Aspen Times Weekly: Cronuts, exploding whipped cream and kouign-amann | AspenTimes.com

Aspen Times Weekly: Cronuts, exploding whipped cream and kouign-amann

by Amanda Rae

If sugar is a drug, then call us a nation addicted.

Little did master pastry chef Dominique Ansel know back in May when he dropped some croissant dough into a fryer that his creation — the cronut — would incite mania from New York to Los Angeles to the Phillipines and beyond. Fad-hungry foodies flocked by the hundreds to Ansel’s eponymous SoHo bakery at sunrise daily to score one of his $5, flaky confections filled with Tahitian cream and topped with candied rose petals. Wannabe “doissants,” “dossants” and “cronots” surfaced at bakeries around the world, and, back in New York, demand for Ansel’s originals reached such a sugar high that scalpers on Craigslist hawked cronut delivery — for up to $40 per pastry.

So when culinary adventurer Ian Kleinman of The Inventing Room in Denver unveiled his response to the cronut at a pop-up donut shop two weeks ago, locals lined up. A dozen people had already convened at Biker Jim’s Gourmet Hot Dogs on Larimer Street in the Mile High City when I arrived, bleary-eyed, at 7 a.m. on Saturday to find out what all the fuss was about.

Posted up behind a framed photo of Willy Wonka and a four-foot-tall canister of liquid nitrogen, Kleinman was flanked by his father and chef de cuisine, Stephen, and two sisters. The crew had been there since 4:30 a.m., filling some of the 250 orders it received on the fourth and final morning of The Inventing Room engagement. Moving at the rate of a baker’s dozen per fry cycle, the team would eventually churn out 526 specialty donuts, each topped with molecular fancies like “pomegranate bubbles,” “Nutella bacon powder” and “marshmallow caviar.”

“I like to take fine dining techniques and apply them to regular food,” said Kleinman, who spent 11 months perfecting his brioche-inspired dough and ran two other donut pop-ups before this one. (His childhood bus stop in Breckenridge was a Daylight Donuts, natch.) “I love baklava, so I wanted to incorporate that texture.”

I craved the creation that had cronut bloggers abuzz — Kleinman’s Baklava Donut: Long John-style, split and filled with Colorado honey pastry cream and smothered with cinnamon sugar-soaked shredded phyllo, toasted pistachios and candied rose petals. Dainty it wasn’t: the donut looked like a baked potato sundae and overwhelmed the plate, but a few bites sent my tastebuds into delightful shock.

“I like to take fine dining techniques and apply them to regular food,” said Kleinman, who spent 11 months perfecting his brioche-inspired dough and ran two other donut pop-ups before this one. (His childhood bus stop in Breckenridge was a Daylight Donuts, natch.) “I love baklava, so I wanted to incorporate that texture.”

The ethereal, mouth-melting crispiness of Kleinman’s shredded phyllo, and the “chocolate blanket” and “graham cracker paper” of his other monster treats are whimsical textures, for sure. But perhaps the most talked-about texture was found in the Dangerous Milk and Liquid Nitrogen Mocha with Exploding Whipped Cream. One sip from a paper cup oozing ghoulish nitrogen trails revealed a bracing, icy sizzle: imagine frozen Pop Rocks melting to cream on your tongue.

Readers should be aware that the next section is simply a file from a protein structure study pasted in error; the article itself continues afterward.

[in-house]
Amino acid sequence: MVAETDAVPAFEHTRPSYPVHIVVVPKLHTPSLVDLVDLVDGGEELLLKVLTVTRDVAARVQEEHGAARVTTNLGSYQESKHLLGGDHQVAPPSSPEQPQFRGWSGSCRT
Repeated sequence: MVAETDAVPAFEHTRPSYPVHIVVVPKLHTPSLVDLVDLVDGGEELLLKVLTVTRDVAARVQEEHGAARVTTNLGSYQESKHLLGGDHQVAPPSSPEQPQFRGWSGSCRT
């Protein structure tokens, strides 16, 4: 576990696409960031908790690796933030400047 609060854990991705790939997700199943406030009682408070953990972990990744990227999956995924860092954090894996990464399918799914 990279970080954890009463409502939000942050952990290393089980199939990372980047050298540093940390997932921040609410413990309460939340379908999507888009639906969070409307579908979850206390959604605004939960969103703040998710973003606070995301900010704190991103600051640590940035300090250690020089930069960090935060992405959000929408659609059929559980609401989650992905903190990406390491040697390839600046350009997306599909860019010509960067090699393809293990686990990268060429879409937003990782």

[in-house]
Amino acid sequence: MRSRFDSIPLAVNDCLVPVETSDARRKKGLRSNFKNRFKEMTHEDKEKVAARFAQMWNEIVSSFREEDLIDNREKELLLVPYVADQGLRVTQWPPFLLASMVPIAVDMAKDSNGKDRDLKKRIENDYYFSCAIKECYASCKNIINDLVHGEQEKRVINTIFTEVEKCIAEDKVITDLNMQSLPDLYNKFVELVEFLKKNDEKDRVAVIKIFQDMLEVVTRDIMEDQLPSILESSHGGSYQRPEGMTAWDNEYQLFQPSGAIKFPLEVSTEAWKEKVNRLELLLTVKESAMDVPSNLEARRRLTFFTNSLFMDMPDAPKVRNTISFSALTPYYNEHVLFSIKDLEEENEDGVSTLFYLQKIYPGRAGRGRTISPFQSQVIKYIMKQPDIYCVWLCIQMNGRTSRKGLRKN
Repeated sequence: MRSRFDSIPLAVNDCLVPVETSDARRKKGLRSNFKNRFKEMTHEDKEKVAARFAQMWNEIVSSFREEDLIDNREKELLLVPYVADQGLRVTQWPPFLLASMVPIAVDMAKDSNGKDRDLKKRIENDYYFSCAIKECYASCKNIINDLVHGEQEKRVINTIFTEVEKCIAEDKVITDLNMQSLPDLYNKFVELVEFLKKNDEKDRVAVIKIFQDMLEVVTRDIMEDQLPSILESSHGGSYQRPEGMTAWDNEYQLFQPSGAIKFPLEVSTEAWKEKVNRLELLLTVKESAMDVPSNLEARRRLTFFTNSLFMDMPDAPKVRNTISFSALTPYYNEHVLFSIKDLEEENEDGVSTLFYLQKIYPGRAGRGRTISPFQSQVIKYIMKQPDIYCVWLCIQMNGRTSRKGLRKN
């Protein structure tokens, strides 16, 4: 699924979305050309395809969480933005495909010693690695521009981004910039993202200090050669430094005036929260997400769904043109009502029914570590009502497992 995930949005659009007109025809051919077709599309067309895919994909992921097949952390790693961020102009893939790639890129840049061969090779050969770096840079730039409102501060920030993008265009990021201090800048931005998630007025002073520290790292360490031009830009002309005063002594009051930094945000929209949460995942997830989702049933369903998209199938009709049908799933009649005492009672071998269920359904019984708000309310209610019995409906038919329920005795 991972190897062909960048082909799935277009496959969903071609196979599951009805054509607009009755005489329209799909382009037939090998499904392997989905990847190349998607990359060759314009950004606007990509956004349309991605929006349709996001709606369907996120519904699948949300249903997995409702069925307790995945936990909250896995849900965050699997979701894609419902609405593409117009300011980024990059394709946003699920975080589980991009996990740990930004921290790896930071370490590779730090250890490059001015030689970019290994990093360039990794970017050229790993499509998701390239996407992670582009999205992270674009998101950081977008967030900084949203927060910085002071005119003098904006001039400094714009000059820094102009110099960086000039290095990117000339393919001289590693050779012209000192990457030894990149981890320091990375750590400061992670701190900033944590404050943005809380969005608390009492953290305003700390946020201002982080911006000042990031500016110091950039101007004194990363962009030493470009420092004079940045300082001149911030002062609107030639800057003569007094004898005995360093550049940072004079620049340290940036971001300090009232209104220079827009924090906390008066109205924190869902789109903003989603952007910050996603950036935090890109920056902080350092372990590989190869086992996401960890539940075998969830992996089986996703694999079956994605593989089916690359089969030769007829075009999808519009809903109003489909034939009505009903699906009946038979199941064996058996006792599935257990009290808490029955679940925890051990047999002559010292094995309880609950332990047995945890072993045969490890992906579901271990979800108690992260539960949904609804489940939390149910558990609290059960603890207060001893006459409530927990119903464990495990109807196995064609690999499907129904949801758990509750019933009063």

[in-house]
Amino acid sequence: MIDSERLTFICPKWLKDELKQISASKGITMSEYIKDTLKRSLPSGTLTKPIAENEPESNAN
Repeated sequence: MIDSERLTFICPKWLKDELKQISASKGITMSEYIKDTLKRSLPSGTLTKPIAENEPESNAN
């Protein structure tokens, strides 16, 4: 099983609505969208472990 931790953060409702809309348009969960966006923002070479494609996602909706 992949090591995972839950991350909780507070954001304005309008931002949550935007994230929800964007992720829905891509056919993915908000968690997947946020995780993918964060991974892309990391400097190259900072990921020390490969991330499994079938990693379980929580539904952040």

“He’s a nutball,” said Kleinman’s host and longtime friend, Jim Pittenger. “Methinks there were many a day in his youth really stoned, going, ‘I gotta figure out how to make whipped cream explode.’”

Crazy for kouign-amann

While the cronut as Dominique Ansel trademarked it (though that hasn’t deterred imposters everywhere) and Kleinman’s molecular pop-up parlors have yet to invade Aspen, bakers — and eaters — here are abuzz about the trend.

“They say, ‘You’ve got a donut, and you’ve got a croissant, so why not cronuts?’” says Annette Docimo of Annette’s Mountain Bake Shop. She sighs. “Oh, the donuts! They ruin my day.” I sense she’s only half-joking when I spy the bakery’s tiny tabletop electric frying pan, manned by her husband, Fino. “We started doing them last season as an après-ski experiment,” she says, “to see if we could get it right.”

Now, when Annette’s 60 or so glazed, chocolate-glazed, and custard- and jelly-filled super-size donuts are ready by 4 p.m. on Thursdays, most are boxed for pickup by savvy snackers who placed their orders the week before. So, last spring, Docimo introduced her customers to a longstanding French delicacy: Kouign-amann.

“People have gone absolutely crazy,” Docimo says. The flaky, buttery pastries are folded up, some around a pile of dark chocolate, and glazed with sugar before being sent to the oven, where they caramelize and puff up like blossoming lotus flowers. The Docimos bake a limited edition of Kouign-amann, which sell out shortly after hitting the display case around 10:30 a.m. daily.

“When you bite into it, you’re not really expecting this crunchy, sugary, buttery thing,” Docimo says. A molten chocolate center is a bonus. “It’s really special.”

In fact, Kouign-amann enjoyed a mini-craze of its own in New York à la chef Ansel. Which brings us back to cronuts.

Annette Docimo ponders the fad again, and turns to her husband.

“Cronuts? I don’t know, Fino. Are we ever gonna attempt them?”

“Why?” Fino shouts from behind a bakery rack. “We’ve got the Kouign-amann!”

Amanda Rae is still sugar-high. SOS: amandaraewashere@gmail.com.


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